How well can you read and write? Well enough to be reading news articles on the internet, of course, but are you a confident reader? What about writer? And let's talk math. Quick: 5x5=?
By the time we reach adulthood, these should be skills that everyone has and is confident in. We're not talking about doing vector calculus or writing Pulitzer Prize winning material. Yet a recent survey by Lee Hecht Harrison found that 63 percent of job hunters felt they needed improvement in one or more basic area --reading, writing, math or basic computer skills. Only 28 percent felt confident in all these things.
What if you are one of the 63 percent? Then it's time to hit the books. It's never too late. Here's how you can help yourself become better in these areas and help your job hunt at the same time.
Read anything that is interesting. Head to the library and check out a book. Yes, you could try to take a class (and if your reading skills really are low, perhaps you should). In fact, pick out a book that you think is "below" your reading level. That is, don't try to challenge yourself with Shakespeare or Dostoevsky. Just pick up a book that you might find interesting. (Books marketed to teens and tweens can be surprisingly entertaining and will help your reading skills. And as an added bonus, you'll know what your teens are reading.) Read and read out loud when possible.
Writing follows reading. Reading will actually help you do this better as well. If you read a lot, it will help your writing. But the thing that will help you the most is writing. Use full words, not text speak. Remember to use capital letters where appropriate. Punctuation is also your friend. (Sentences end with . or ! or ?, not with ... .) Write emails to your mom. Ask her to correct them. Run things through a spell and grammar checker and see where you're making your errors.
Remember what your high school English teacher said about writing a paragraph. You need a topic sentence, then two or three sentences that support your main idea, and then a sentence that wraps it up and prepares it for the next idea. Think about this while you are writing and it will help you draft better paragraphs. As an added bonus, people will find what you write easier to read -- it is very difficult to process huge blocks of text.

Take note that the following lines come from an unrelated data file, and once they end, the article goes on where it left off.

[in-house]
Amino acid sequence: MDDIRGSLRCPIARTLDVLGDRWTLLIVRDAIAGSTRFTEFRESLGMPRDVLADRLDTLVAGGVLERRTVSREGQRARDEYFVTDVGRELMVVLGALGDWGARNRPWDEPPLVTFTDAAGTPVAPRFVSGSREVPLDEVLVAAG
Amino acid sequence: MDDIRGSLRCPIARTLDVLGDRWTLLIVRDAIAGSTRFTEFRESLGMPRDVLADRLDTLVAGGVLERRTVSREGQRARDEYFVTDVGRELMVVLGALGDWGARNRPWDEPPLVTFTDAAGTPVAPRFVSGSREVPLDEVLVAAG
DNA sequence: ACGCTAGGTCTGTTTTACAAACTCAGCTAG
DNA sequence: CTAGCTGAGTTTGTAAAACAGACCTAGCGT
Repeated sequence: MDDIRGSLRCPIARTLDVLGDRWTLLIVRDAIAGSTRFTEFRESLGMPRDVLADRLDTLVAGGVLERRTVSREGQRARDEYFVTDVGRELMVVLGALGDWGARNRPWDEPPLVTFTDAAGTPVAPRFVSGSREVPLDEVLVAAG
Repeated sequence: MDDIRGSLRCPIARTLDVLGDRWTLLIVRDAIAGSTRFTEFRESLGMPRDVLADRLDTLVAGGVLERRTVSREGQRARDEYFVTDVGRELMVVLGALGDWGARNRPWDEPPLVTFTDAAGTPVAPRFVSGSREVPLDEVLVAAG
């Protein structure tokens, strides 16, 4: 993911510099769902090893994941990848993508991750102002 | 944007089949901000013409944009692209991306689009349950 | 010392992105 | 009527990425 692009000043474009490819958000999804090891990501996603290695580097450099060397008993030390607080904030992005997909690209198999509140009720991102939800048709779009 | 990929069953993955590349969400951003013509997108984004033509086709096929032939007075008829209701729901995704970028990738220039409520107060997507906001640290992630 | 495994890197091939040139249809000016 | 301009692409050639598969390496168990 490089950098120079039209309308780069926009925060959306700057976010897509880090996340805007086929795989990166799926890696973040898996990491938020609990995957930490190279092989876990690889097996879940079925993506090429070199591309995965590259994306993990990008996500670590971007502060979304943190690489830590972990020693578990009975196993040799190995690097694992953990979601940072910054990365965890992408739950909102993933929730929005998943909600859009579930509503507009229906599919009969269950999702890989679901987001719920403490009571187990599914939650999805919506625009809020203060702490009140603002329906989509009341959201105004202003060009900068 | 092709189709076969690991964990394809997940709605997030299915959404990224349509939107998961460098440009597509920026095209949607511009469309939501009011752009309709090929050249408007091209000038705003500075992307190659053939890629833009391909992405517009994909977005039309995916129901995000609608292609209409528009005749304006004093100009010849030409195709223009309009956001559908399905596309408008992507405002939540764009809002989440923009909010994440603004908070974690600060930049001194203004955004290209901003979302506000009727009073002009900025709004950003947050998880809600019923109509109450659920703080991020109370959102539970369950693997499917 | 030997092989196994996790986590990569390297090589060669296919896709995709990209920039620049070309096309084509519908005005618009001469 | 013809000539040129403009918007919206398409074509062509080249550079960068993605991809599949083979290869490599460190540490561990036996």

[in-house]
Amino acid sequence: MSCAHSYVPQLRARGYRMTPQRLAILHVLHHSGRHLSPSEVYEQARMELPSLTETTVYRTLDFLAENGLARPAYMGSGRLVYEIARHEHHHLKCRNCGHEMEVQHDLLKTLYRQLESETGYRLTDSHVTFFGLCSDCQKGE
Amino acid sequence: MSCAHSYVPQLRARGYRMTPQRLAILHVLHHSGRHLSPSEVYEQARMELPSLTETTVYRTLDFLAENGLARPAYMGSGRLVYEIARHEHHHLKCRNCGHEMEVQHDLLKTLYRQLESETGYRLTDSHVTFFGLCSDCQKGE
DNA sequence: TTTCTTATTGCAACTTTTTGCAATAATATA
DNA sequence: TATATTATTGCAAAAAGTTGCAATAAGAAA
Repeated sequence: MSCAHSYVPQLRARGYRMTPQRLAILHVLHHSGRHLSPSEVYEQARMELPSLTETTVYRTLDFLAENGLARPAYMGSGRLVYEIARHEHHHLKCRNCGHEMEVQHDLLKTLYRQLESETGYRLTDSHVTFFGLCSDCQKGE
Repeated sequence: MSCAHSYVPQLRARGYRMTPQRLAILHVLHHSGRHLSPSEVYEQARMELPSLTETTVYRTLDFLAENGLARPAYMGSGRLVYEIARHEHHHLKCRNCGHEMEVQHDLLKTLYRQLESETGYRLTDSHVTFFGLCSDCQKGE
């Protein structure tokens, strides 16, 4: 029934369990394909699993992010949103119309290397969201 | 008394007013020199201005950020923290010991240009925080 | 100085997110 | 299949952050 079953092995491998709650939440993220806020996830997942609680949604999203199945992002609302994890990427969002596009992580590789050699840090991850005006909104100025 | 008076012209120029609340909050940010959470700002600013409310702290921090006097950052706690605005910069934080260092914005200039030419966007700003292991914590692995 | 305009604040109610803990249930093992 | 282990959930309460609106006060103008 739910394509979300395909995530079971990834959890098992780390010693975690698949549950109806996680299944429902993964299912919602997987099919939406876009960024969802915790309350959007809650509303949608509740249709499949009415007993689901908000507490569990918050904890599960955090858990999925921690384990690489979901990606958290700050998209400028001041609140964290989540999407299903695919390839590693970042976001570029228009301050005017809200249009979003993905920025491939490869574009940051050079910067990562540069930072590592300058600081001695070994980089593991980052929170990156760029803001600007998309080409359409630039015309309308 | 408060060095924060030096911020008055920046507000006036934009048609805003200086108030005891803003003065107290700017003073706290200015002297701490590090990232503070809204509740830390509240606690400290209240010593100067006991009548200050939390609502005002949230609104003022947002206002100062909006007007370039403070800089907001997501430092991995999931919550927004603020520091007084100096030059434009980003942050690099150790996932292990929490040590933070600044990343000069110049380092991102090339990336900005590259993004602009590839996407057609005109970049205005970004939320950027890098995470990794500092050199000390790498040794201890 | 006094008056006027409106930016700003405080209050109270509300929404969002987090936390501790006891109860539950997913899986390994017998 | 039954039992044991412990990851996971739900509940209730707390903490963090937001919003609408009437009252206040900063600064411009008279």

Math is for everyone. Some people are scared of math. Don't be! The type of math you need to master basic skills is not complex, no matter how difficult it was for you as a child. Check out the Khan Academy to begin your skills refresher. Additionally, practice things such as counting change back to yourself. If the total comes to $14.32, figure out what your change will be if you pay with a $20. (To do this start with $14.32, and add 3 pennies to get to $14.35, then a nickle gets you to $14.40, a dime gets you to $14.50, and 2 quarters gets you to an even $15, add a $5 bill and there's your change. How much was that all together? Count it up. $5.68.)
Basic computer skills. No one is going to ask you to do hard core computer programming if you're not looking for IT jobs. (And if you are looking for IT jobs, you better have more than basic computer skills.) You can take online tutorials in just about anything basic, for free. Google the skill you want to work on, and work through the steps.
Don't give up. Just because you don't feel confident right now, doesn't mean you can't gain confidence through hard work. You can do it!
Include it on your resume. While putting down, "Read entire Magic Tree House Series" should not go no your resume, completing an online class on Microsoft Word can. As can any class you take as adult -- if it applies to the job you're trying to get.